I found the hyperness of Windy a bit irritating and I didn't love the book. But I can see that it is well-written and will appeal to many teens and young adults. I read this book for my Young Adult literature class. :)
(The Fourth Summer of the Sisterhood)
It has obviously been quite a while since I read these books and was wondering, is this the same pants from the first book? If so, I think the real mystery is how these four girls were all able to fit the same pants for four summers!
I don't know why I got a part four in a series (without part 2 and 3) but, as the story is almost the same in every book (or so I'm told) it doesn't really matter.
I've only read the first book and this one, and it already felt repetitive. I wouldn't recommend it.
[I received a copy of this book through NetGalley.]
Loved the backdrop in this book. World War I (with the reader knowing it’s nearing its end... but not the characters). The dreadful influenza reaching American shores and starting a war all of its own. Socialites in their own little world, feeling the bigger world as an intrusion that may or may touch them (whether draft or flu). Murders in those ‘higher spheres’, with the reminder that with a little money, nobody will try and look further. The early times of another type of poisoning, too, for the girls who painted clock dials with magic glowing in the dark (if you haven’t done so yet, read The Radium Girls, it’s really interesting).
I liked the beginning well enough: an engagement party, one of the guests falling to her death on the stair, and it turns out the fall isn’t what killed her—poison did. This murder, more than the party itself, reunites the three main characters, who got separated four years prior to these events, due to various reasons, but mostly selfish ones, such as falling out of favour (God forbids your daughter keeps associating with the child of people who committed suicide, right, this is so vulgar and out of taste); and considering the latter, there’s no wonder this relationship is tainted, poisoned, from the start, simmering with both happiness at having friends back yet also with resentment and bitter memories. Which in turn made Allene, Birdie and Jasper unreliable narrators to the power of ten, because in a mystery with murders aplenty, they were part of the pool of potential culprits just as much as other people at the engagement party.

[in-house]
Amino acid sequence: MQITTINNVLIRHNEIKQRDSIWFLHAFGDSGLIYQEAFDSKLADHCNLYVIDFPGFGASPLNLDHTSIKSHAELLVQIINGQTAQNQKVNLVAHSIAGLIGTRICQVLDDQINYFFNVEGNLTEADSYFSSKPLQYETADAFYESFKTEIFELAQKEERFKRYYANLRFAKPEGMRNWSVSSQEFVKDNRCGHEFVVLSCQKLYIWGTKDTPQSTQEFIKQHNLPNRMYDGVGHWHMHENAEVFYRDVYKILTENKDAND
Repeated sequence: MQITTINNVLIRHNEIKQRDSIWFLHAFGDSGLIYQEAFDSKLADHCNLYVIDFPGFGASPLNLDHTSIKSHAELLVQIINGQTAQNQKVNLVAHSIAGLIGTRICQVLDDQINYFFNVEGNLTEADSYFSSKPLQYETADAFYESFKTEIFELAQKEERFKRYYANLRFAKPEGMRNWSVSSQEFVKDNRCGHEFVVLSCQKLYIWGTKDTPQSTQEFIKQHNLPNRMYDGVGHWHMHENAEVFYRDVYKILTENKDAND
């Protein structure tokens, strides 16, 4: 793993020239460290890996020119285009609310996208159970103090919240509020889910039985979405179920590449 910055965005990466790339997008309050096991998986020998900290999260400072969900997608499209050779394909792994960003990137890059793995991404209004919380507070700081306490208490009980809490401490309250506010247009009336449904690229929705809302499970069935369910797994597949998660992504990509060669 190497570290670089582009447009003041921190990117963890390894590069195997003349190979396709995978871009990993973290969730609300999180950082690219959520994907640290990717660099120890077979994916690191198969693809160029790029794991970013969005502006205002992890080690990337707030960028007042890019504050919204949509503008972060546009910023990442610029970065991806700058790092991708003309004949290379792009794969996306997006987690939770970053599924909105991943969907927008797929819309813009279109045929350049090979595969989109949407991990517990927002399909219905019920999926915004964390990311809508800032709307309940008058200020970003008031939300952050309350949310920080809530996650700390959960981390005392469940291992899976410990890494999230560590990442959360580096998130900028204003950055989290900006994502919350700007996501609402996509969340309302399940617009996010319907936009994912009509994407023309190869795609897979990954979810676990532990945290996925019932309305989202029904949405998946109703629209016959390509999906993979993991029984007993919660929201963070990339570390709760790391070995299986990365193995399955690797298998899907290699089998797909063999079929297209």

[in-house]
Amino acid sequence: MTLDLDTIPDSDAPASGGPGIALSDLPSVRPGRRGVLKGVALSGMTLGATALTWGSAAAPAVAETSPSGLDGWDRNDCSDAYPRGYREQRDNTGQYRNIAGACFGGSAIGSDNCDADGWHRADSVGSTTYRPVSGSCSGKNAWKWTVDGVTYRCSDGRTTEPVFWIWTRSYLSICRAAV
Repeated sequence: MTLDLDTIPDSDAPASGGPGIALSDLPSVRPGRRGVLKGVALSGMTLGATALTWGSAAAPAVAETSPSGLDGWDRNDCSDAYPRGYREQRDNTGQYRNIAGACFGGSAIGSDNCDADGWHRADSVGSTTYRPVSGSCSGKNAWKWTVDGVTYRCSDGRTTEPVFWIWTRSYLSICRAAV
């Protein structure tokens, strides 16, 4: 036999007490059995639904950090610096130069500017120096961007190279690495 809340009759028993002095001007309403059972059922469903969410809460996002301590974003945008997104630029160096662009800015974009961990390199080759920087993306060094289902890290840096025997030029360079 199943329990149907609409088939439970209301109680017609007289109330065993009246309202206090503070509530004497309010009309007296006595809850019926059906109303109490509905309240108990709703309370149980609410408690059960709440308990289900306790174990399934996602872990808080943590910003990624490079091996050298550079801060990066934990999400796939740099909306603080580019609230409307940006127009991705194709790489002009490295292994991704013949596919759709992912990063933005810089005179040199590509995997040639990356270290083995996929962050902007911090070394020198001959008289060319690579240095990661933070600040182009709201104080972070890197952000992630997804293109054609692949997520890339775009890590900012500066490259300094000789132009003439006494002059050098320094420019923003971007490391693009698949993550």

There was a lot of unhealthy tension in this book, because of the characters’ past, and because of other secrets that got revealed later. Although in a way, I liked it, I wasn’t too keen on how it all unfurled; the characters weren’t very likeable, but for me that wasn’t even due to their personalities (I can enjoy a ‘non-likeable’ character), more to the fact they were somewhat inconsistent with what was told of them at first. For instance, Allene is presented as loving chemistry, but this didn’t play as much of a part as I expected (mostly she still remained the socialite totally oblivious to the people around her, unless what affected those people affected her as well). Perhaps Birdie was, all in all, the most consistent of all. I’m not sure where the line was, that line that would’ve made me like these characters more; it just didn’t click with me here.
The narrative, I think, was also poised between too little and too much. Part of me wanted more of the setting (New York, descriptions, parties, how the flu claimed people—horrifying symptoms, and so many deaths), yet at the same time, the setting plus the murders didn’t mesh fully, and the plot felt too convoluted when nearing the end. And, of course, what’s happening to Birdie—as the author mentioned at the end (and I agree), historical accuracy demanded there could be no closure on that specific point, but this means that, well, either you already know about that bit of history, or you don’t, and it makes no sense. Tricky.
Conclusion: It was an OK read for me: mildly entertaining in general, but not a gripping mystery. Here I preferred the setting to the characters.